512. CIRL Bunting.
Emberiza cirlus, Linn, Syst. Nat. i. p. 311 (1766) ; Naum. iv. p. 251, Taf. 102, figs. 3, 4 ; Hewitson, p. 190 pl. xlviii. fig. 2 (egg) ; Gould, B. of E. iii. pl. 175 ; id. B. of Gt. Brit. iii. pl. 23 ; Newton, ii. p. 50 ; Dresser, iv. p. 177, pl. 210 ; Sharpe, Cat. B. Br. Mus. xii. p. 525 ; Saunders, p. 211 ; Lilford, iv. p. 28, pl. 15.
Bruant zizi, French ; Sia, Sicia, Portug ; Chilla, Span. ; Zigolo nero, Ital ; Zaunammer, German ; Ogorodnaya-ovsyanka, Russ.
Male ad. (Spain). Crown, rape, and sides of neck olive-green, striped with black ; mantle dark bay, striped with black ; lower back, rump, and upper tail-coverts greenish grey, the last tinged with rufous ; wings and tail, much as in E. citrinella, but the lesser wing-coverts olive-green ; lores, ear-coverts, cheeks, and upper throat black ; supercilium. cheek- patch, and a band across the lower throat lemon-yellow, fore-part of breast yellowish olive ; sides of breast bay ; flanks greyish brown, indistinctly striped ; rest of under parts lemon-yellow ; bill dark ashy brown ; legs yellowish ; iris brown. Culmen 0.4, wing 3.15, tail 2.8, tarsus 0.7 inch. The female lacks all black and yellow on the head, has only a sulphur super¬cilium, the chin and throat are tinged with yellow, and both upper and under parts are dark, streaked, the former on a brownish, and the latter on a yellowish buff ground.
Hab. Central and southern Europe ; southern England, of doubtful occurrence in Scotland ; once obtained in Ireland ; south to Algeria, east to Asia Minor, Turkey, and south Russia ; resident except in the northern portions of its range but winters in the south of England.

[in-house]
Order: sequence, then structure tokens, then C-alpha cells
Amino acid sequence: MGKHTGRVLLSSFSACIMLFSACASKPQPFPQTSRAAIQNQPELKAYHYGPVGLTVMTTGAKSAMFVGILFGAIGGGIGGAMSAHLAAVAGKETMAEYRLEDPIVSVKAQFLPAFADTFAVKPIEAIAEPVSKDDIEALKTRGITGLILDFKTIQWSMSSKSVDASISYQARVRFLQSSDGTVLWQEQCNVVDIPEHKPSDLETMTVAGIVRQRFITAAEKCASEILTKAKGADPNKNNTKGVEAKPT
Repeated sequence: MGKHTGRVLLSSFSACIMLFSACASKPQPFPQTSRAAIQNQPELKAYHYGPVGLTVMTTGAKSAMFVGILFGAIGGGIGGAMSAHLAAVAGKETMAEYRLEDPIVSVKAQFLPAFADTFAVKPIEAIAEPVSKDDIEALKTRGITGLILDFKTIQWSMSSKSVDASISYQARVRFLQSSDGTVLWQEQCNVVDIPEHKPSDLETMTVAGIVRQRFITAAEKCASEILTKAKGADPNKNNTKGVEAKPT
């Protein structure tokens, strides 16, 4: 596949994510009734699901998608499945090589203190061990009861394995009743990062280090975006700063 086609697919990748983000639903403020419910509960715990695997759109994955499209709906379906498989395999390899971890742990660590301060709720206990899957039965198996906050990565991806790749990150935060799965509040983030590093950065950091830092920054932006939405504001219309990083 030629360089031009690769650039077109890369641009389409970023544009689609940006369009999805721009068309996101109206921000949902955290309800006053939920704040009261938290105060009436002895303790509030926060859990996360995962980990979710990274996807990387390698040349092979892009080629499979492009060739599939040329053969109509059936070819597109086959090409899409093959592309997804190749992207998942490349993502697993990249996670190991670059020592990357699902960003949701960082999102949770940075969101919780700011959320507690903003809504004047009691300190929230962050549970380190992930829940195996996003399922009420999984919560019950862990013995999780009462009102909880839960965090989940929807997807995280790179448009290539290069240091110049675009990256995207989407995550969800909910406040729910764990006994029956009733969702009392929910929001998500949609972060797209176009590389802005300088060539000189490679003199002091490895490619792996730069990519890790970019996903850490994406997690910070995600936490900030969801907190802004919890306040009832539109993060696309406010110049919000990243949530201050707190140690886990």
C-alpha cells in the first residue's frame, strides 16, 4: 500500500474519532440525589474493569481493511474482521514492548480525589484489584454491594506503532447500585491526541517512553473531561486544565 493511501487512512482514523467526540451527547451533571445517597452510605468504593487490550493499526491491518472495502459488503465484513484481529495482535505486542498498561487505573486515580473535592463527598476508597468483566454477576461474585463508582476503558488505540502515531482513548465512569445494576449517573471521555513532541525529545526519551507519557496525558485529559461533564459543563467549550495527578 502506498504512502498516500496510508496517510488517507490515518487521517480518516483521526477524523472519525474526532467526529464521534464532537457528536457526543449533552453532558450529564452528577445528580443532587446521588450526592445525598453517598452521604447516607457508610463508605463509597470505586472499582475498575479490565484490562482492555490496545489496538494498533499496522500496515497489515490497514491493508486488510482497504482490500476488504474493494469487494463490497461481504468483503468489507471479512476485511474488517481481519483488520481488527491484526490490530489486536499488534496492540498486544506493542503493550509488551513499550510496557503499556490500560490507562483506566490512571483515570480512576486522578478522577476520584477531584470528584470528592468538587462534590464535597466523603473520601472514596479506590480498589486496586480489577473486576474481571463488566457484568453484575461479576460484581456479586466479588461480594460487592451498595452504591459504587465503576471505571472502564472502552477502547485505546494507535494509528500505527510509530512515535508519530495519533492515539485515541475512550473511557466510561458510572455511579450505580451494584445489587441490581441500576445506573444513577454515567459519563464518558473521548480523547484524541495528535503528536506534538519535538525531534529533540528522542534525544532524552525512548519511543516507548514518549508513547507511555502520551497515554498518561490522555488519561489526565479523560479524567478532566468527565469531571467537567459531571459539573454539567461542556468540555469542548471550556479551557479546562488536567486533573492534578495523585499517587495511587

In its general habits it resembles E. citrinella and like that species frequents meadows and cultivated ground, in the winter ranging about the fields in search of food. Though not shy
it is wary and unobtrusive. Its call-note resembles the syallables zi-zi-zarr-zirr, and its song resembles that of E. citrinella but is less melodious and lacks the final strophe. Its nest is placed in a furze- or other bush, or occasionally on a bank, and is constructed of grass-bents, rootlets, and moss, lined with rootlets and hair. Two broods are raised in the season, the first clutch of eggs being deposited in May and the second in July. These, 4 or 5 seldom 6 in number, are pale greyish white with a faint blue tinge marked with pale indigo brown and blackish brown stripes and hair-lines, and in size average about 0.89 by 0.66. The female and young of this species are distinguishable from those of E. citrinella, In having olive-green lesser wing-coverts.
512. Emberiza cirlus
512. CIRL Bunting.